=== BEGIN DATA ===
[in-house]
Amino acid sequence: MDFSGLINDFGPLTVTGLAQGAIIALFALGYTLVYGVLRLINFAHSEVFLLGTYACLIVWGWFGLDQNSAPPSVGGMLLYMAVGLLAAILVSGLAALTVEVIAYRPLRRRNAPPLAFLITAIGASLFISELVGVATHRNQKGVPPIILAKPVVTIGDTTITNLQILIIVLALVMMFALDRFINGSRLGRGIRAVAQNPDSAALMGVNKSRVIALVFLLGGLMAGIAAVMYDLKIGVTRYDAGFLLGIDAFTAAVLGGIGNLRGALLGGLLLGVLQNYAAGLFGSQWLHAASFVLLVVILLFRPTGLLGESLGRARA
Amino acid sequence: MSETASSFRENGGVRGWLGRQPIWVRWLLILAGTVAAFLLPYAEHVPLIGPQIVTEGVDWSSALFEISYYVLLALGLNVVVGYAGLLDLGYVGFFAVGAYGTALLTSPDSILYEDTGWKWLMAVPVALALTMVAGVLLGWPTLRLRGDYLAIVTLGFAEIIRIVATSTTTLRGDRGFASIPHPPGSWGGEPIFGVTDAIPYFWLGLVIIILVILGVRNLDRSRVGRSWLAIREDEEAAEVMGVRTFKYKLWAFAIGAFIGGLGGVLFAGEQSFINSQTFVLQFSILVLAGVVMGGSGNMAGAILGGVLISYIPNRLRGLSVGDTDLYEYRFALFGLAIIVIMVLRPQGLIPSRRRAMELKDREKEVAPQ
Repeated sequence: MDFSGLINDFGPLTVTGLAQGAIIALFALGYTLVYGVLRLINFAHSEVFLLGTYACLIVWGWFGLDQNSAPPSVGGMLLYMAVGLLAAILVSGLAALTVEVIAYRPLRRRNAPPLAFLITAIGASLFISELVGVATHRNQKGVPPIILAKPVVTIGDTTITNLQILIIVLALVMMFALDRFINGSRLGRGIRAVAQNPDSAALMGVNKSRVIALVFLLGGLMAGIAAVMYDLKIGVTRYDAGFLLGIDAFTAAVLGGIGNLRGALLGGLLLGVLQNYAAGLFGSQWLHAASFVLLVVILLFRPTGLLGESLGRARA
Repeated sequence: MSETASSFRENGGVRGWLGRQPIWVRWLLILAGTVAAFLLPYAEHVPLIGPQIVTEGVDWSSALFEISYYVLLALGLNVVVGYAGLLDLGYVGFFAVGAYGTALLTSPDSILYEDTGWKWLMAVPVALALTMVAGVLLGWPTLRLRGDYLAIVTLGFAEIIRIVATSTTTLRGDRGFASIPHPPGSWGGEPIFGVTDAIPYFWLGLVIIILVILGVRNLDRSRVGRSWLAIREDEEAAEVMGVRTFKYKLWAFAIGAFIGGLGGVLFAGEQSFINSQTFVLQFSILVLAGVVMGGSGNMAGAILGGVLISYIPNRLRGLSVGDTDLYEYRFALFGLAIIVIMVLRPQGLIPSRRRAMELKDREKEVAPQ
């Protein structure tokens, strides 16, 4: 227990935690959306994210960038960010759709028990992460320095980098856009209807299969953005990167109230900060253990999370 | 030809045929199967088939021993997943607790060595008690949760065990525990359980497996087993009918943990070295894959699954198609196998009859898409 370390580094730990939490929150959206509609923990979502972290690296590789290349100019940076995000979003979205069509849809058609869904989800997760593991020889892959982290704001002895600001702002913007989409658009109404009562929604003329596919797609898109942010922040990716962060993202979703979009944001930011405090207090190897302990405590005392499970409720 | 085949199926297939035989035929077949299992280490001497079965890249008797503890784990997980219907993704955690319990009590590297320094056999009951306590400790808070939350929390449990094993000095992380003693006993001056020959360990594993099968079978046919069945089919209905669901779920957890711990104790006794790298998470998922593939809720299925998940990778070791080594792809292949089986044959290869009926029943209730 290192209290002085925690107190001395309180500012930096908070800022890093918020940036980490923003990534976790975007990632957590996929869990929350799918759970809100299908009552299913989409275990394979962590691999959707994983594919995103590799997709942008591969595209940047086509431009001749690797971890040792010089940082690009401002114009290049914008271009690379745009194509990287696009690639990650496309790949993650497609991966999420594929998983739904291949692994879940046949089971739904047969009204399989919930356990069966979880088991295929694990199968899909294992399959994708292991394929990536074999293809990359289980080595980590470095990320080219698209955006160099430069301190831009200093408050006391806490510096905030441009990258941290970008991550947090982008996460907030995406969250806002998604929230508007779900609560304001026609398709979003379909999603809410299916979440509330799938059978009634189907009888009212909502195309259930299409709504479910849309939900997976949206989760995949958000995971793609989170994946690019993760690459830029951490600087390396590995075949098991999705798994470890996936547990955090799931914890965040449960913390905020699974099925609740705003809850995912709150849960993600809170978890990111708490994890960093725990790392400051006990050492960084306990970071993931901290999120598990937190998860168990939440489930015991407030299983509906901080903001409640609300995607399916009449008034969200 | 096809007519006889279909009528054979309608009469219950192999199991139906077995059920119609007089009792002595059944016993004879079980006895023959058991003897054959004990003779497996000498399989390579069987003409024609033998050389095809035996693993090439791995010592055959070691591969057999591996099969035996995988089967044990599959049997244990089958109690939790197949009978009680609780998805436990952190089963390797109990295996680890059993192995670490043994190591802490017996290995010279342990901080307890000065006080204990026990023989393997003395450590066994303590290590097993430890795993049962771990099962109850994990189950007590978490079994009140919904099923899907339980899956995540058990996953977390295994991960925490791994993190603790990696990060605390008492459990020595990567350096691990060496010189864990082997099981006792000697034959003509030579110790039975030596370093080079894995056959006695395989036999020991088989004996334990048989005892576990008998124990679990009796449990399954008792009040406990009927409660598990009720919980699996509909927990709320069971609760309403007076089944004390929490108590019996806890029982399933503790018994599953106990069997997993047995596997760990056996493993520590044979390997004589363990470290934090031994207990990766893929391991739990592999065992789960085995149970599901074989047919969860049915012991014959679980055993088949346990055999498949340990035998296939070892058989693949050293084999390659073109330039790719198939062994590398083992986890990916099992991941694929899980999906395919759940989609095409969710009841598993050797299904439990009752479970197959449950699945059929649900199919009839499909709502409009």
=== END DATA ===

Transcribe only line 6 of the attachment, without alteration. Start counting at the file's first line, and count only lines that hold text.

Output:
């Protein structure tokens, strides 16, 4: 227990935690959306994210960038960010759709028990992460320095980098856009209807299969953005990167109230900060253990999370 | 030809045929199967088939021993997943607790060595008690949760065990525990359980497996087993009918943990070295894959699954198609196998009859898409 370390580094730990939490929150959206509609923990979502972290690296590789290349100019940076995000979003979205069509849809058609869904989800997760593991020889892959982290704001002895600001702002913007989409658009109404009562929604003329596919797609898109942010922040990716962060993202979703979009944001930011405090207090190897302990405590005392499970409720 | 085949199926297939035989035929077949299992280490001497079965890249008797503890784990997980219907993704955690319990009590590297320094056999009951306590400790808070939350929390449990094993000095992380003693006993001056020959360990594993099968079978046919069945089919209905669901779920957890711990104790006794790298998470998922593939809720299925998940990778070791080594792809292949089986044959290869009926029943209730 290192209290002085925690107190001395309180500012930096908070800022890093918020940036980490923003990534976790975007990632957590996929869990929350799918759970809100299908009552299913989409275990394979962590691999959707994983594919995103590799997709942008591969595209940047086509431009001749690797971890040792010089940082690009401002114009290049914008271009690379745009194509990287696009690639990650496309790949993650497609991966999420594929998983739904291949692994879940046949089971739904047969009204399989919930356990069966979880088991295929694990199968899909294992399959994708292991394929990536074999293809990359289980080595980590470095990320080219698209955006160099430069301190831009200093408050006391806490510096905030441009990258941290970008991550947090982008996460907030995406969250806002998604929230508007779900609560304001026609398709979003379909999603809410299916979440509330799938059978009634189907009888009212909502195309259930299409709504479910849309939900997976949206989760995949958000995971793609989170994946690019993760690459830029951490600087390396590995075949098991999705798994470890996936547990955090799931914890965040449960913390905020699974099925609740705003809850995912709150849960993600809170978890990111708490994890960093725990790392400051006990050492960084306990970071993931901290999120598990937190998860168990939440489930015991407030299983509906901080903001409640609300995607399916009449008034969200 | 096809007519006889279909009528054979309608009469219950192999199991139906077995059920119609007089009792002595059944016993004879079980006895023959058991003897054959004990003779497996000498399989390579069987003409024609033998050389095809035996693993090439791995010592055959070691591969057999591996099969035996995988089967044990599959049997244990089958109690939790197949009978009680609780998805436990952190089963390797109990295996680890059993192995670490043994190591802490017996290995010279342990901080307890000065006080204990026990023989393997003395450590066994303590290590097993430890795993049962771990099962109850994990189950007590978490079994009140919904099923899907339980899956995540058990996953977390295994991960925490791994993190603790990696990060605390008492459990020595990567350096691990060496010189864990082997099981006792000697034959003509030579110790039975030596370093080079894995056959006695395989036999020991088989004996334990048989005892576990008998124990679990009796449990399954008792009040406990009927409660598990009720919980699996509909927990709320069971609760309403007076089944004390929490108590019996806890029982399933503790018994599953106990069997997993047995596997760990056996493993520590044979390997004589363990470290934090031994207990990766893929391991739990592999065992789960085995149970599901074989047919969860049915012991014959679980055993088949346990055999498949340990035998296939070892058989693949050293084999390659073109330039790719198939062994590398083992986890990916099992991941694929899980999906395919759940989609095409969710009841598993050797299904439990009752479970197959449950699945059929649900199919009839499909709502409009």